Indeed, by the time he directed his first feature, ‘The Duellists’ in 1977, he had already made around 2,000 commercials. Few filmmakers can sell a story like Sir Ridley Scott: whether it’s the nightmarishly futuristic corridors of the ‘Alien’ spacecraft, the mighty ancient colosseums of ‘Gladiator’ or the bustling recreation of 1970s New York City in ‘American Gangster’. His films are richly detailed and use alternate visual styles and settings with consistent conviction – all elements he attributes to his long background in television advertising:

“I learned about process, which is everything. You can talk yourself blue in the face at film school, you can talk yourself blue in the face at drama school, but you’ll never learn till you go out and do it.”

Sir Ridley started making commercials while moonlighting from the BBC, where he began his career in 1963 as a trainee, worked as a designer and then, in the late ’60s, became a director. The advertising work continued to such an extent, that in 1968, with his late brother Tony, he founded the highly successful Ridley Scott Associates (RSA). Sir Ridley spoke recently about his passion for advertising and commercials:

“I stayed in it for 20 years because I just loved it. I was working in film, working on celluloid, I was working in quick time. They were very competitive days. Today you’re considered busy if you’re doing 12 spots a year; in those days I would be doing, personally, 100 commercials a year, averaging two a week.”

“I was obsessed with commercials. The ones we made 30 years ago are pretty good today. They don’t age. I would obsess over details, not just who the actor was, or how beautiful the model was.”

“People at that time said TV commercial breaks were better than the programmes. In doing that, I learned to address the most basic question: Am I communicating, or am I going over your head? And that’s what all filmmakers face.”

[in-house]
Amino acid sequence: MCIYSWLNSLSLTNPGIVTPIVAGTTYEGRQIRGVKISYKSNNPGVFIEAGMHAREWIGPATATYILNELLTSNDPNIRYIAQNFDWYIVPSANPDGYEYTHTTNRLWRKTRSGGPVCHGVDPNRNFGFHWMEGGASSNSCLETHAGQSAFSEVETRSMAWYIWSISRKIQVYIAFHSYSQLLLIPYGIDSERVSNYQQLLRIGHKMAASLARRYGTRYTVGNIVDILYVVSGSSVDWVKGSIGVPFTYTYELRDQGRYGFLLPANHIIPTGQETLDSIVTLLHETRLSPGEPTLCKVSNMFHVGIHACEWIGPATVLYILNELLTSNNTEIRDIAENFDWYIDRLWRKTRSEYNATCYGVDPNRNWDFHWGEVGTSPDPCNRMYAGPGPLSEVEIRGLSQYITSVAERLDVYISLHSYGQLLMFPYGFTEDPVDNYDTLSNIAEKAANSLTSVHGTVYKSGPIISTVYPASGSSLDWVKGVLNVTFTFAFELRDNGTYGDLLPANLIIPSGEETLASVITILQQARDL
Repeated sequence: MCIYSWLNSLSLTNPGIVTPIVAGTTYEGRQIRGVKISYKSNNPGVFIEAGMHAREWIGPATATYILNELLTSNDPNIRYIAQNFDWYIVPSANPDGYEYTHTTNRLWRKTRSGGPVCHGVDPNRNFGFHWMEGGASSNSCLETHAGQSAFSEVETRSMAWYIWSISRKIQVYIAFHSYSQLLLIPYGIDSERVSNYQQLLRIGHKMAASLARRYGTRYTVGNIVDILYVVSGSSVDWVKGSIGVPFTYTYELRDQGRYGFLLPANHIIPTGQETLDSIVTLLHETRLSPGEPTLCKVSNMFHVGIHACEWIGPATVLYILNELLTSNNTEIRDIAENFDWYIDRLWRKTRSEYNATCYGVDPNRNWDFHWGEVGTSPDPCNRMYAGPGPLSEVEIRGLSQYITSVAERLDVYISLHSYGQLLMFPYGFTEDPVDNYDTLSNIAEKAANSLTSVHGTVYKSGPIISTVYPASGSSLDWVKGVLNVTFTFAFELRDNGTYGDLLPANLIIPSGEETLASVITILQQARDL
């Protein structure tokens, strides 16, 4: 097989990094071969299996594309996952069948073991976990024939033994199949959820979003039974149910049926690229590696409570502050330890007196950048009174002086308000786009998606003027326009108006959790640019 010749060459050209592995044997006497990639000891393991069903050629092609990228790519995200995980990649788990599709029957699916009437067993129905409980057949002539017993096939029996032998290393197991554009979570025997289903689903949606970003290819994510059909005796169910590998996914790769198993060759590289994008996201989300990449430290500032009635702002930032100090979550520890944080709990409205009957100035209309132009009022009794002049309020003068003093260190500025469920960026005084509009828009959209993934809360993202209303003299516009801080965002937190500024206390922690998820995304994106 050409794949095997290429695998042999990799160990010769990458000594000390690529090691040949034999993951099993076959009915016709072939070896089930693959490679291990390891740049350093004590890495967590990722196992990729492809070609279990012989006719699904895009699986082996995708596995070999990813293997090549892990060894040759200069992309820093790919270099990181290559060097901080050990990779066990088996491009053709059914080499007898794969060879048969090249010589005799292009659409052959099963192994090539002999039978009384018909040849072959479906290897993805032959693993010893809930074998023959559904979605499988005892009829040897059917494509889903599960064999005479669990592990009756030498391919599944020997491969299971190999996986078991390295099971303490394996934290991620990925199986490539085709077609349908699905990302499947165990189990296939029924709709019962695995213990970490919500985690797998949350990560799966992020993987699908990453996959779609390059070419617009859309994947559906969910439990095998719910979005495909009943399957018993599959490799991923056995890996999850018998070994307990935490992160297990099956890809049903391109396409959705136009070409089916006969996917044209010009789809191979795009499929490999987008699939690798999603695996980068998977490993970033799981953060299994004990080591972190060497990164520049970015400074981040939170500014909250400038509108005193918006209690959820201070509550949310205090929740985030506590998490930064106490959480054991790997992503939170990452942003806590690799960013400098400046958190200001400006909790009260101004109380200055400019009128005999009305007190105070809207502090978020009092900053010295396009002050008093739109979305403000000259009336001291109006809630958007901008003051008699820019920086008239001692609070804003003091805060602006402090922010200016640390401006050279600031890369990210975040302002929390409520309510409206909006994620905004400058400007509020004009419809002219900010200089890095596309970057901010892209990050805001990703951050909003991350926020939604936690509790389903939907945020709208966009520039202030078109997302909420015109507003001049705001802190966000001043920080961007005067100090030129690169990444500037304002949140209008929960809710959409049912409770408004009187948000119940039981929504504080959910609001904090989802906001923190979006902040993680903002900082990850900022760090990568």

Today, although Sir Ridley’s role is now limited mainly to production, RSA is still going strong, with offices in Los Angeles and London. It produces hundreds of commercials a year, and is a valuable springboard for new talent and directors who might possibly go on to direct the blockbuster movies of the future – much as Sir Ridley did before them.

COMING HOME: Sir Ridley Scott at The Laing Art Gallery

In partnership with the National Portrait Gallery, London

Until Saturday 27 March

The Laing Art Gallery is currently closed until further notice, following the Government’s national lockdown announcement.

Sir Ridley Scott by Nina Mae Fowler, 2019 © National Portrait Gallery, London

Sir Ridley Scott by Nina Mae Fowler, 2019 © National Portrait Gallery, London

A portrait of acclaimed film director Sir Ridley Scott has been loaned to the Laing Art Gallery from the National Portrait Gallery in London as part of its COMING HOME initiative, which sees portraits of iconic individuals being loaned to places across the UK with which they are closely associated.

Scott was born in South Shields, Tyne and Wear in 1937 and his films include Alien (1979), Thelma and Louise (1991) and Academy Award-winning drama Gladiator (2000). He was knighted in 2003 for services to the film industry and in 2018 received the BAFTA Fellowship Award.

The drawing is by Nina Mae Fowler and is part of a larger series that the National Portrait Gallery in London commissioned of leading film directors.

The artist captured the portrait of Scott with his face lit only by the light of the screen in an otherwise darkened space. Scott chose to watch the scene from a film that was a major turning point for him and his relationship to cinema. The title of the portrait, “29:04:37”, refers to the exact film frame the director is watching when Fowler captured his portrait.

The initiative will be supported by an online learning programme for teachers and schools. This will include two virtual CPD opportunities with Art Consultant Susan Coles, and a Portrait Challenge which can be set as classroom or home learning.

Whilst the gallery is closed there will also be a digital preview of the painting and digital content – when this is ready it will be shared on the Laing Art Gallery’s website and social media.

COMING HOME has been made possible by the National Portrait Gallery, the Department for Digital, Culture, Media and Sport, generous contributions from The Thompson Family Charitable Trust and funds raised at the Gallery’s Portrait Gala in 2017.

“29:04:37” (Sir Ridley Scott) by Nina Mae Fowler will be on show at the Laing Art Gallery as soon as the gallery is able to reopen following the coronavirus lockdown. Online digital content will be produced whilst the gallery is closed including a digital preview of the painting and related art-based activities.